The tragedy of 2011 is indelibly carved into the souls of those who were here during that difficult time; it made you realize how precious life is and that it is always full of upheaval – you can be alive one minute and dead the next. It could happen at any time , to anyone – including another similar earthquake ( a couple of weekends ago there was a large tremor that shook Fukushima, announced by seismologists as aftershock from the earthquake in 2011). The plates below the earth are still rumbling, discontented. The danger has never gone away. And now of course the world is in the middle of a pandemic that soon will have killed almost 3,000,000 globally, which no one, besides epidemiologists, could ever have predicted: how quickly our lives were upended by a tiny, invisible lethal organism. It has been hard: internal, and insidiously different from the external physical jolting and violence of a major quake, the challenges of this new threat are nevertheless similarly psychologically exacting; the isolation of lockdown, the constant suppressed fear, the worry about loved ones; the terror of dying alone in an agonising manner; intubated, unable to breathe. It has been a new, and very different kind of challenge that has tested the resilience, and sanity of everyone. Hopefully though, once the tides have turned, as before, we will all get through it.

As, to some extent, presumably, will those that remain, or have returned, to the stricken areas in Tohoku they were born, from a sense of loyalty or simply because they still felt in some way that it is still home. Eventually. The grief and inconceivable spiritual impact that those terrible days in March had on each individual living there, though, must make this very difficult. Possibly insurmountable. In today’s newspaper, commemorating the tenth anniversary of the disaster, a survivor, whose daughter was among the missing and who spent five months searching for her body, notes sombrely, that ‘contrary to popular belief, time doesn’t heal – you just get used to living with sadness.’


Filed under Japan


  1. Beautiful and elegiac. That event was terrible yet Japan pulled through by pulling together.

    • The stoicism and fortitude were deeply impressive to me also; it amazed me at the time, even if in current socio-political analyses, this was apparently more superficial than it appeared initially, that an irreparable crack has opened in the country’s self image of safety. It really has left a scar. The people in Fukushima are almost like pariahs – they have been neglected.

  2. This is still so sad even after 10 years. Sometimes “commemorations” just open old wounds.

    • Definitely. But then if we don’t commemorate these things, it is almost as if they never existed.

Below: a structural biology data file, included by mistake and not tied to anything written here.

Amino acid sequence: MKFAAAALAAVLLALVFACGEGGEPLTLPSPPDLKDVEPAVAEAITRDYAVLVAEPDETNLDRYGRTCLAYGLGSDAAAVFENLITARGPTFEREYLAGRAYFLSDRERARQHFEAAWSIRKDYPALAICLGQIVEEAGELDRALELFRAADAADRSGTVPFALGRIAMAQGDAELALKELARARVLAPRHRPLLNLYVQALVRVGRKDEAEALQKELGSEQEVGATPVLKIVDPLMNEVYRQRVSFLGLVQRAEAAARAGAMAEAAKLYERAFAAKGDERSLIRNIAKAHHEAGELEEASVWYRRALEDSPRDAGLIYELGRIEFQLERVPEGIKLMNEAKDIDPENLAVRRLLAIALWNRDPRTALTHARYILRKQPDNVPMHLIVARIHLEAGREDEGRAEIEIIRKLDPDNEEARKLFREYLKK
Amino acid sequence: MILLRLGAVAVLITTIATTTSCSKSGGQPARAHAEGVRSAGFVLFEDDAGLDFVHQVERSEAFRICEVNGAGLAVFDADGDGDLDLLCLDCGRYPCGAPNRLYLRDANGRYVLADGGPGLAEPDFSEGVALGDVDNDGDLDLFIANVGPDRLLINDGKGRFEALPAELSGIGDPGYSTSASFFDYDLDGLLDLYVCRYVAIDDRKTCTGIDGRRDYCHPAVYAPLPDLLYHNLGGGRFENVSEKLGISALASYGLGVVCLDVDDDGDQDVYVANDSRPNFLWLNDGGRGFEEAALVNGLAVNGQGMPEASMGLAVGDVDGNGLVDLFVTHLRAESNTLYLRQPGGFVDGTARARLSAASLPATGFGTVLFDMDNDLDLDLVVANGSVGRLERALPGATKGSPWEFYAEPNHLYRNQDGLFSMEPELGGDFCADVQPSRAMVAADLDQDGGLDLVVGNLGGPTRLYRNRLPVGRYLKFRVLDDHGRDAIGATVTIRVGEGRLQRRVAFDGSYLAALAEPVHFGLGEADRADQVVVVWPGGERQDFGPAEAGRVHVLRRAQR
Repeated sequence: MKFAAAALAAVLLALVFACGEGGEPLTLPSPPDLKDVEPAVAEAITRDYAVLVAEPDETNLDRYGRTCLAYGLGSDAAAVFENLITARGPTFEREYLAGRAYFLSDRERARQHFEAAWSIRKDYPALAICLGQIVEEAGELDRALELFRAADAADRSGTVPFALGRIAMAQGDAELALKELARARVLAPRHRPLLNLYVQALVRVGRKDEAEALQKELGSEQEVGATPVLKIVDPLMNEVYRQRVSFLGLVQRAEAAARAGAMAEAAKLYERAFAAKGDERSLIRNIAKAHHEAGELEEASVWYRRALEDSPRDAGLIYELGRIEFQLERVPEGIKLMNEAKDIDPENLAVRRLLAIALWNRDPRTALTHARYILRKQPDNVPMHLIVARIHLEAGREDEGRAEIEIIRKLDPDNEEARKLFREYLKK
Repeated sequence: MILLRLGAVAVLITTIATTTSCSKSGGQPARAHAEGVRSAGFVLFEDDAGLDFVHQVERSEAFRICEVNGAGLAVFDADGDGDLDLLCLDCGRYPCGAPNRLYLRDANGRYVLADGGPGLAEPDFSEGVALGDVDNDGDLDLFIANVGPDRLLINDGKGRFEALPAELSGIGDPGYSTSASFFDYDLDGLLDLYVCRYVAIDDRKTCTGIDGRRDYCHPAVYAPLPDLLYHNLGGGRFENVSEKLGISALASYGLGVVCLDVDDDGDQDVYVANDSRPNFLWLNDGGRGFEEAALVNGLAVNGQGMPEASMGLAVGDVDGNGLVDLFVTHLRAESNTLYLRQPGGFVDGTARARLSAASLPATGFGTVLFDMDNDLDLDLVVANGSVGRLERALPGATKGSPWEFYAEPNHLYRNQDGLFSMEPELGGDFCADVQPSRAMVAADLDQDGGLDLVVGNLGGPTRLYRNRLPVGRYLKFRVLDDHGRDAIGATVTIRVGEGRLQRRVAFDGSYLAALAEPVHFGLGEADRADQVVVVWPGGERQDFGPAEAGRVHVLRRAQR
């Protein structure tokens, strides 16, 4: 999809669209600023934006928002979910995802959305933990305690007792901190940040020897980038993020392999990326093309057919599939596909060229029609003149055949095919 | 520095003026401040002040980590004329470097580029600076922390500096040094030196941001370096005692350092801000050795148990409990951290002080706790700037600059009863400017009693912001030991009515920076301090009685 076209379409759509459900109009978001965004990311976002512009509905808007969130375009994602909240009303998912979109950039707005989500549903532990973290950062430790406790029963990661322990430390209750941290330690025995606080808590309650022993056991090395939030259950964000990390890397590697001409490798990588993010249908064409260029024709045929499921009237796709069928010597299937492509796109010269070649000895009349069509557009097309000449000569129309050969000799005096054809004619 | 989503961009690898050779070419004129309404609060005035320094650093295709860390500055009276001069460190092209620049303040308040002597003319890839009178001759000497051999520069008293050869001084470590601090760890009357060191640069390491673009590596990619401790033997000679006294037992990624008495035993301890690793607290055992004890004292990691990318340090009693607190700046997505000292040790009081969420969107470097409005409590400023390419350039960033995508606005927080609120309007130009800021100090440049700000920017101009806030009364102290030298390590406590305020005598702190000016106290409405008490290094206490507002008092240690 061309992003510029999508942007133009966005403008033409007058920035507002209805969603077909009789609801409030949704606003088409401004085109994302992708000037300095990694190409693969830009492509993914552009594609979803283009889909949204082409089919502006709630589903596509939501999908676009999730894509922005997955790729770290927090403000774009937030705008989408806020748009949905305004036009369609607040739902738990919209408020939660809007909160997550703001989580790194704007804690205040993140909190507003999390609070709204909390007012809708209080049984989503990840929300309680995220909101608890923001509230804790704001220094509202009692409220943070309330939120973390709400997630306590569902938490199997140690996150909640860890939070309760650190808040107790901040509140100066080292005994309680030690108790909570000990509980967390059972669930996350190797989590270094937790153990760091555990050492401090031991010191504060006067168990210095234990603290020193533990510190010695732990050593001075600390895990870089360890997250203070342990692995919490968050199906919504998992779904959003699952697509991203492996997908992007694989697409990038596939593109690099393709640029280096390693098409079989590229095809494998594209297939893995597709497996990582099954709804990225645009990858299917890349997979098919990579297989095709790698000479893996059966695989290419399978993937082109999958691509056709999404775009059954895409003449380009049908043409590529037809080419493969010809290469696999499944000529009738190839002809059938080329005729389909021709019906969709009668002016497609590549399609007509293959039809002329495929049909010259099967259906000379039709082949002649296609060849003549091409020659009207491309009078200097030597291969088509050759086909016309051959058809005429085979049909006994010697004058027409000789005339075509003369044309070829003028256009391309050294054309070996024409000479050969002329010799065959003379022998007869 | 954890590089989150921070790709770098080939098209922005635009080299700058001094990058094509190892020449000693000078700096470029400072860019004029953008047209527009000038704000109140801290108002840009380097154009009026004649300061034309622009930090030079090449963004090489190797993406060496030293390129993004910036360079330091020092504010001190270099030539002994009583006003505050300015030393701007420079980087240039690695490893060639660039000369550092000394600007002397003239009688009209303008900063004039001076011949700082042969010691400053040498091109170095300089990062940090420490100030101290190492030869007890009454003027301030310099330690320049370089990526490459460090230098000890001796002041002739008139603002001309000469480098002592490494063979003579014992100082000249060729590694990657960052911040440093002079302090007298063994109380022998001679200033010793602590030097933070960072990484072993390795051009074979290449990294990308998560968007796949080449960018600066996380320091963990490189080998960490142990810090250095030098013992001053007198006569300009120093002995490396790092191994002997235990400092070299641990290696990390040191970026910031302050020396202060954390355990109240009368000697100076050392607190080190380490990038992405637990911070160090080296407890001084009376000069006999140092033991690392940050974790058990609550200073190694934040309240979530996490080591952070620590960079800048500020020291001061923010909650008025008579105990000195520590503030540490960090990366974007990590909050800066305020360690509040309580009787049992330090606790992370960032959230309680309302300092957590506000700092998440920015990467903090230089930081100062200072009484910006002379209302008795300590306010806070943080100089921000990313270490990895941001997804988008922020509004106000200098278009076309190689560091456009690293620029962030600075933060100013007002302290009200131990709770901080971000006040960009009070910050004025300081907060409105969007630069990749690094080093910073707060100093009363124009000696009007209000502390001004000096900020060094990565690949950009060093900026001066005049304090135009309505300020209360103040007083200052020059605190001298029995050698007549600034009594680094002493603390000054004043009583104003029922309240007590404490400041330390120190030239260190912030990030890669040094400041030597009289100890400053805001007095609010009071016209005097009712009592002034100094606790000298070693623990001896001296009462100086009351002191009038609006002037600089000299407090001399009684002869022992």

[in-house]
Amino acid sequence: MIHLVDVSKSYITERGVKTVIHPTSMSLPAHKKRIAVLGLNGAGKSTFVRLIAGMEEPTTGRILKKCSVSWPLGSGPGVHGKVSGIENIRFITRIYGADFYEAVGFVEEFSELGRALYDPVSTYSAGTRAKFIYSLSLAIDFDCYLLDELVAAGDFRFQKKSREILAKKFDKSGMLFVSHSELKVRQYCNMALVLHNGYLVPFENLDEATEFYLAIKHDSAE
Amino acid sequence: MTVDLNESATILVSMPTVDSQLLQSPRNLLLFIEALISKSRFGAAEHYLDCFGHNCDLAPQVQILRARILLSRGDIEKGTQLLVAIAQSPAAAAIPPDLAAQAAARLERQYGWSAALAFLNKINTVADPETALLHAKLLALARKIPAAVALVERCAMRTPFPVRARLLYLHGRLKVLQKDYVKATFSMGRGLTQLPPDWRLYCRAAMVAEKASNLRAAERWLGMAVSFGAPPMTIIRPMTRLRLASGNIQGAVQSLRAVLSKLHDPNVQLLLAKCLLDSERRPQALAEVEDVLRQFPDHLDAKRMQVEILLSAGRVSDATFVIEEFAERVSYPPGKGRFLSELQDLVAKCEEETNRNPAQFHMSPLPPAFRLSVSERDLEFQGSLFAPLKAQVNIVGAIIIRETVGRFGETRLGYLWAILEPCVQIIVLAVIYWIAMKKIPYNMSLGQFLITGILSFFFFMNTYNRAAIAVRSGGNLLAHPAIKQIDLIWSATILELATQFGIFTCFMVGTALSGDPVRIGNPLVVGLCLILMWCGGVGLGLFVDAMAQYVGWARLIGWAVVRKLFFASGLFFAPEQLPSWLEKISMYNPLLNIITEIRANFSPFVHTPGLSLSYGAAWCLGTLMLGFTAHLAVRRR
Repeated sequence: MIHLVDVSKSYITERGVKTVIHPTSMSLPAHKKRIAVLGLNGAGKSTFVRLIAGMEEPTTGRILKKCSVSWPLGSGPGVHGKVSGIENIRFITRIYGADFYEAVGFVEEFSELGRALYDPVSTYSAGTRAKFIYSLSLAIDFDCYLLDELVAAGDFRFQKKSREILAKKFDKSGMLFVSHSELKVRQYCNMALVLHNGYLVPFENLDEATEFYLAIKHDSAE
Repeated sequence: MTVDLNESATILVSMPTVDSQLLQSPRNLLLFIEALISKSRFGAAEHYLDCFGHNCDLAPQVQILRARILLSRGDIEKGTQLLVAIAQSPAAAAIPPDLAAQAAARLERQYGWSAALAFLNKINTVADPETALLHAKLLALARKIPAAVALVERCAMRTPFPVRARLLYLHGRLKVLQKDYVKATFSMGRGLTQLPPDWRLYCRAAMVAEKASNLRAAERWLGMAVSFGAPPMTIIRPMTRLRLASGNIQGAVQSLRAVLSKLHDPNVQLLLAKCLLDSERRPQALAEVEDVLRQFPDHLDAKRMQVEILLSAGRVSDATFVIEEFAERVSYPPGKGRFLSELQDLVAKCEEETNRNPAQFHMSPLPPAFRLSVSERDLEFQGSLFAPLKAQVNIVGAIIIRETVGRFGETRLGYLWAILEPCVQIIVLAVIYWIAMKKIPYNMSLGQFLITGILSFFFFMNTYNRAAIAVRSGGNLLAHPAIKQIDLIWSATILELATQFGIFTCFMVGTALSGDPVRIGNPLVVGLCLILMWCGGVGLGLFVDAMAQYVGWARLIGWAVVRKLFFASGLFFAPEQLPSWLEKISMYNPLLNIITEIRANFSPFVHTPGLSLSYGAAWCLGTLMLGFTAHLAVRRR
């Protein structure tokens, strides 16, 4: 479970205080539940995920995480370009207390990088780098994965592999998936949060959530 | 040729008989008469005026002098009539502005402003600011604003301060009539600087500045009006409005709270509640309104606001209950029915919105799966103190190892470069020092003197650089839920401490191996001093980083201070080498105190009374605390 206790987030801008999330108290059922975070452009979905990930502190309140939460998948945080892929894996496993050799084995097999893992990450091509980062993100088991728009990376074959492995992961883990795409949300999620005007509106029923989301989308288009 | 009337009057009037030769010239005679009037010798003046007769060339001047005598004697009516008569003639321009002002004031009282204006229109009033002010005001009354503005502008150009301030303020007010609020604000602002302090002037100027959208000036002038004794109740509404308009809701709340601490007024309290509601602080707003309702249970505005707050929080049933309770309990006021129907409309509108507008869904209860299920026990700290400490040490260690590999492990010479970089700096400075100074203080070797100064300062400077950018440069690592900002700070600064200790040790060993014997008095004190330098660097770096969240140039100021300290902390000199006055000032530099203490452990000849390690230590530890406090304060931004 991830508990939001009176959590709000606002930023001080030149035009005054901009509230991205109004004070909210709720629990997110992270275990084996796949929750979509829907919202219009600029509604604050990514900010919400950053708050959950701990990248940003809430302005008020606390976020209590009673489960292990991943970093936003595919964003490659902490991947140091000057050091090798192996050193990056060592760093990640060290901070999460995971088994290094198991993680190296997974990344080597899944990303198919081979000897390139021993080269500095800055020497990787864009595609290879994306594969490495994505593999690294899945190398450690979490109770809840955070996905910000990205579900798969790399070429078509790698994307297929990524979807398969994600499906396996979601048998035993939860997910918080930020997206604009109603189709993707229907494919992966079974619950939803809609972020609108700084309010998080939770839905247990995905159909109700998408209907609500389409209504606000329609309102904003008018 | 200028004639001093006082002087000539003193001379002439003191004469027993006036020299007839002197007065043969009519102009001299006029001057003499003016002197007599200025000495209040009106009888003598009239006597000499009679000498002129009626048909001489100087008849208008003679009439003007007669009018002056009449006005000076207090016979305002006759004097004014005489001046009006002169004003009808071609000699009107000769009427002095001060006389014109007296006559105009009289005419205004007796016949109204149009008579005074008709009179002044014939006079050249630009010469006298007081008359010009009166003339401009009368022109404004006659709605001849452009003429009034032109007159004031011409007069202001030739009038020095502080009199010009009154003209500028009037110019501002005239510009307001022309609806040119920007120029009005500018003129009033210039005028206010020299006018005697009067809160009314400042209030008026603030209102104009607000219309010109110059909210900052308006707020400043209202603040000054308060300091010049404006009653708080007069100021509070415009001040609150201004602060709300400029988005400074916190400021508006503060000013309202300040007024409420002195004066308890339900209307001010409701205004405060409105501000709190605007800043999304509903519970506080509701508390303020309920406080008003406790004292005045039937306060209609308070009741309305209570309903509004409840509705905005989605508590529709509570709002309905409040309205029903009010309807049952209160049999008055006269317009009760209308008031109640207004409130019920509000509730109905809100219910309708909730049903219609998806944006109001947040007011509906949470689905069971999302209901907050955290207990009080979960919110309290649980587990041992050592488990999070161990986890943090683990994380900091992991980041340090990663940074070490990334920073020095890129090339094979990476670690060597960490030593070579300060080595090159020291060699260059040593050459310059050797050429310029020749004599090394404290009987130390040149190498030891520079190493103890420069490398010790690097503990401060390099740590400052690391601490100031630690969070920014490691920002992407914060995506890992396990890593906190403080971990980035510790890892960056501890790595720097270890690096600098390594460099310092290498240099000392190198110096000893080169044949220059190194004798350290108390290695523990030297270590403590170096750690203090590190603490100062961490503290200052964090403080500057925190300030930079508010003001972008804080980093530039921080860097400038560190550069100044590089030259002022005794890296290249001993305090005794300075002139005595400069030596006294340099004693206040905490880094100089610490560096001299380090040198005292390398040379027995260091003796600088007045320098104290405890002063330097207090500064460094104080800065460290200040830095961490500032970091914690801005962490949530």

I always worry about sounding too glib and selfish whenever I write about this; D and I were fretting about nuclear contamination and incipient disaster and what to do next, while others were just boldly heading up there to help the survivors. We went through absolutely nothing compared to them, but even so it was a very difficult time.

  3. Brilliantly written. I recall sitting here in Nepal when it happened. I was shocked at how badly the Japanese government handled the crisis, especially the nuclear disaster.
    I was here in Nepal during the April 2015 double earthquakes that killed 9,000 people. I am a native Californian so I’m familiar with earthquakes. Quakes in Nepal are very strange. The risk of tsunami is nil here and there are very few tall buildings and overpasses to collapse. But glacial lake overflow (where a huge chunk of frozen glacier breaks off into a lake displacing all the water within causing a wall of water to crash down the mountain), avalanches, and landslides are a definite problem. The Himalayas act like a baffle for the earthquake’s energy with some areas hard hit yet leaving other areas untouched. Although my home and family suffered no damage, a village of 150 people about 7 miles away on a hillside was buried under 150 feet of rubble in seconds.

  4. Nelleke Oepkes aka Booknose

    Self preservation and self protection are very good and sound instincts! Look to the animals in case of big fires.
    I was in Spain during the big forest fires. We drove once to see whether there was one close to us, and how the fire would spread, and where it was ‘safe’ to stay. We turned around at about 5 km distance. We literally fled away. And hid with the shaking dog between us.
    I can’t even imagine how it must have been and felt for you both. And now just after your own experience ..
    I am glad you are still around cher M Ginza and D too, though I just know ‘about’ him; he is dear to you, that transpires in your writing.
    Be and stay safe in these times of love and cholera.

  5. Robin

    Too much for an adequate response. I’m awed by the courage of those most deeply affected: not only to get through the immediate trauma, but to pull together and rebuild after. Courage. And immense, unfathomable strength. I don’t think I possess it. Extraordinary.

    • I don’t either. Living in a place like Fukushima which still has levels of radioactivity far higher than anywhere else? I would move away. But some people’s love of place is too strong I suppose – and I also do respect them for soldiering on.

  6. Tara C

    Thank you for this moving post. Such appalling, overwhelming destruction. We live with the illusion of safety that can be shattered in an instant. I will never forget the horror of watching the waves of debris surging over everything, people screaming in terror.

  7. “Time doesn’t heal-you just learn to live with the sadness.” That mother’s words are so very true and always applicable to loss.
    The coverage and videos I watched on television brought me to my knees. Such horrific devastation is beyond comprehension, yet it happens. It’s as if the safety net we perceive under us at all times, is suddenly proven a falsehood, and we are at the whims of nature itself. Just not conceivable to those who have never experienced it, too much to comprehend.
    I am amazed you and D were able to hunker down and not just feel the need to go back to the UK until all was calm again. It shows your great love and respect for your adopted country. Never feel bad about not going to volunteer, it must have been harrowing there and I am sure there would have been lasting psychological effects for years to come. The fact that you remained in Japan during the aftermath is amazing.